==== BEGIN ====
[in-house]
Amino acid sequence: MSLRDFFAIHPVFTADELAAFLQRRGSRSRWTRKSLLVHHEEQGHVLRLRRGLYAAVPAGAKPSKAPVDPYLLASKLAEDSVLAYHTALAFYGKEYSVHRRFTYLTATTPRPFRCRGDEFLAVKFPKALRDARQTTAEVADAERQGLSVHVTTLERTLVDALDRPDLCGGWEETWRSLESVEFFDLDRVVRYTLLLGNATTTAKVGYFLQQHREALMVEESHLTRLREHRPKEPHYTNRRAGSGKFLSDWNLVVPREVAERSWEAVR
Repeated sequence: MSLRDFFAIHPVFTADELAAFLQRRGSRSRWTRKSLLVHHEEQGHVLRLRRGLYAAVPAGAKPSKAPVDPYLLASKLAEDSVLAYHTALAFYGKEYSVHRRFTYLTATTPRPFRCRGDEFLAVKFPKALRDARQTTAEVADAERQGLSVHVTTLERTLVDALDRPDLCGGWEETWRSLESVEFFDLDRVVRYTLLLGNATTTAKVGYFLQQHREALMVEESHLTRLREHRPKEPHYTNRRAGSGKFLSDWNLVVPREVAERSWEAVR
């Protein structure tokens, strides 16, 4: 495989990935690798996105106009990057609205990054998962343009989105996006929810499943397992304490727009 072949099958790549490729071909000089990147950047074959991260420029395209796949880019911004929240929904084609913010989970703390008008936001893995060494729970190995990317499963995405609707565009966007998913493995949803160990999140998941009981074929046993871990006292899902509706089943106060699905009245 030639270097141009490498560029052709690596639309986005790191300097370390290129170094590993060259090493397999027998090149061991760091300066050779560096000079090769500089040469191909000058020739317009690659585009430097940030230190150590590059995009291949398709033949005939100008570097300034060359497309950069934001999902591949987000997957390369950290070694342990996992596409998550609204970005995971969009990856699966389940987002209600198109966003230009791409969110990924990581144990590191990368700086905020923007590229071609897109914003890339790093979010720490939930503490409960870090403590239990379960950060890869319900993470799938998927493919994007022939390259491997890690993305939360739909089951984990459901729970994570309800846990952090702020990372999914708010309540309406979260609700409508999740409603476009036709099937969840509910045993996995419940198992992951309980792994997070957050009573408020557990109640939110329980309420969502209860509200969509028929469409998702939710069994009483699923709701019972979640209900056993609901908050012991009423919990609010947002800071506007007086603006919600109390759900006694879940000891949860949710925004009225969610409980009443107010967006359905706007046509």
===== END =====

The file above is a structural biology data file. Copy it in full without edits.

[in-house]
Amino acid sequence: MSLRDFFAIHPVFTADELAAFLQRRGSRSRWTRKSLLVHHEEQGHVLRLRRGLYAAVPAGAKPSKAPVDPYLLASKLAEDSVLAYHTALAFYGKEYSVHRRFTYLTATTPRPFRCRGDEFLAVKFPKALRDARQTTAEVADAERQGLSVHVTTLERTLVDALDRPDLCGGWEETWRSLESVEFFDLDRVVRYTLLLGNATTTAKVGYFLQQHREALMVEESHLTRLREHRPKEPHYTNRRAGSGKFLSDWNLVVPREVAERSWEAVR
Repeated sequence: MSLRDFFAIHPVFTADELAAFLQRRGSRSRWTRKSLLVHHEEQGHVLRLRRGLYAAVPAGAKPSKAPVDPYLLASKLAEDSVLAYHTALAFYGKEYSVHRRFTYLTATTPRPFRCRGDEFLAVKFPKALRDARQTTAEVADAERQGLSVHVTTLERTLVDALDRPDLCGGWEETWRSLESVEFFDLDRVVRYTLLLGNATTTAKVGYFLQQHREALMVEESHLTRLREHRPKEPHYTNRRAGSGKFLSDWNLVVPREVAERSWEAVR
């Protein structure tokens, strides 16, 4: 495989990935690798996105106009990057609205990054998962343009989105996006929810499943397992304490727009 072949099958790549490729071909000089990147950047074959991260420029395209796949880019911004929240929904084609913010989970703390008008936001893995060494729970190995990317499963995405609707565009966007998913493995949803160990999140998941009981074929046993871990006292899902509706089943106060699905009245 030639270097141009490498560029052709690596639309986005790191300097370390290129170094590993060259090493397999027998090149061991760091300066050779560096000079090769500089040469191909000058020739317009690659585009430097940030230190150590590059995009291949398709033949005939100008570097300034060359497309950069934001999902591949987000997957390369950290070694342990996992596409998550609204970005995971969009990856699966389940987002209600198109966003230009791409969110990924990581144990590191990368700086905020923007590229071609897109914003890339790093979010720490939930503490409960870090403590239990379960950060890869319900993470799938998927493919994007022939390259491997890690993305939360739909089951984990459901729970994570309800846990952090702020990372999914708010309540309406979260609700409508999740409603476009036709099937969840509910045993996995419940198992992951309980792994997070957050009573408020557990109640939110329980309420969502209860509200969509028929469409998702939710069994009483699923709701019972979640209900056993609901908050012991009423919990609010947002800071506007007086603006919600109390759900006694879940000891949860949710925004009225969610409980009443107010967006359905706007046509």